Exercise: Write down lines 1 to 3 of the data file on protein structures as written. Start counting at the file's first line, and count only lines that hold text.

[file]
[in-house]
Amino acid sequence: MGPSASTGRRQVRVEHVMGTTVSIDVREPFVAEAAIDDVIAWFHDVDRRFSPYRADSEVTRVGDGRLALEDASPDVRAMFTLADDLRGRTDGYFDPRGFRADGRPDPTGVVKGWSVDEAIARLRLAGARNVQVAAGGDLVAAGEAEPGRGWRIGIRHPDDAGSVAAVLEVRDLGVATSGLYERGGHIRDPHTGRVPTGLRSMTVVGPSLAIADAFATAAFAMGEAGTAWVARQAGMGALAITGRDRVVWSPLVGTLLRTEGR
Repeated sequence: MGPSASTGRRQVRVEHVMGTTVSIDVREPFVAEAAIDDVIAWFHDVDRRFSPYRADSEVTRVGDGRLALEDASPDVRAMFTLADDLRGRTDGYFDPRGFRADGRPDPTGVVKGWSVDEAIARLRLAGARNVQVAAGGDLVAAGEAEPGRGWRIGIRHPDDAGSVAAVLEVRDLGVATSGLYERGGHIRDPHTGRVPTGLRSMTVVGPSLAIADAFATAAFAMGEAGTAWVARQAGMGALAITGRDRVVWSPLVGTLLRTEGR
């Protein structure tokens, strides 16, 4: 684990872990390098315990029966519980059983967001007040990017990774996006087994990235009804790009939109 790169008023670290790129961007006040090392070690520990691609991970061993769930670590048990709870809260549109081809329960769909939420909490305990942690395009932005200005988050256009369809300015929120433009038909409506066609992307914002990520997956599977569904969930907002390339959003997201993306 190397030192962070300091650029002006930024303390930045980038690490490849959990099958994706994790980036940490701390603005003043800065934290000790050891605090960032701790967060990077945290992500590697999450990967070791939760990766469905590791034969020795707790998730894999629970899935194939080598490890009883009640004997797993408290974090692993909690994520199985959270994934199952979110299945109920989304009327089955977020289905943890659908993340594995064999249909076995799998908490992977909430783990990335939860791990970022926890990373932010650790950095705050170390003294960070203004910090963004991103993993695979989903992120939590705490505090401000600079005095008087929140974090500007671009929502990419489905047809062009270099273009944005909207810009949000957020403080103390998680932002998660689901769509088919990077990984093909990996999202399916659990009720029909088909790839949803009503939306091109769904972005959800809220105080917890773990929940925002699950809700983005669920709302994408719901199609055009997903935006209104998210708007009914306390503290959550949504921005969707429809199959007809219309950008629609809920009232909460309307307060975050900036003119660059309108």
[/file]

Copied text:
[in-house]
Amino acid sequence: MGPSASTGRRQVRVEHVMGTTVSIDVREPFVAEAAIDDVIAWFHDVDRRFSPYRADSEVTRVGDGRLALEDASPDVRAMFTLADDLRGRTDGYFDPRGFRADGRPDPTGVVKGWSVDEAIARLRLAGARNVQVAAGGDLVAAGEAEPGRGWRIGIRHPDDAGSVAAVLEVRDLGVATSGLYERGGHIRDPHTGRVPTGLRSMTVVGPSLAIADAFATAAFAMGEAGTAWVARQAGMGALAITGRDRVVWSPLVGTLLRTEGR
Repeated sequence: MGPSASTGRRQVRVEHVMGTTVSIDVREPFVAEAAIDDVIAWFHDVDRRFSPYRADSEVTRVGDGRLALEDASPDVRAMFTLADDLRGRTDGYFDPRGFRADGRPDPTGVVKGWSVDEAIARLRLAGARNVQVAAGGDLVAAGEAEPGRGWRIGIRHPDDAGSVAAVLEVRDLGVATSGLYERGGHIRDPHTGRVPTGLRSMTVVGPSLAIADAFATAAFAMGEAGTAWVARQAGMGALAITGRDRVVWSPLVGTLLRTEGR